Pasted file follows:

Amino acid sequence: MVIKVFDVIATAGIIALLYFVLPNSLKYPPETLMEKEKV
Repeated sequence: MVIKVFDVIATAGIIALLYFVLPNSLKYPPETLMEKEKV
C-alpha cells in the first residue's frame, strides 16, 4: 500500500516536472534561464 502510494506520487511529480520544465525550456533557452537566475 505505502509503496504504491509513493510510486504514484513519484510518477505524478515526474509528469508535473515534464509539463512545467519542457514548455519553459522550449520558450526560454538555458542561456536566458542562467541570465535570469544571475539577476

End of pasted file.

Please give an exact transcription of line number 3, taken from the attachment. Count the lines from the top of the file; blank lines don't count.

C-alpha cells in the first residue's frame, strides 16, 4: 500500500516536472534561464 502510494506520487511529480520544465525550456533557452537566475 505505502509503496504504491509513493510510486504514484513519484510518477505524478515526474509528469508535473515534464509539463512545467519542457514548455519553459522550449520558450526560454538555458542561456536566458542562467541570465535570469544571475539577476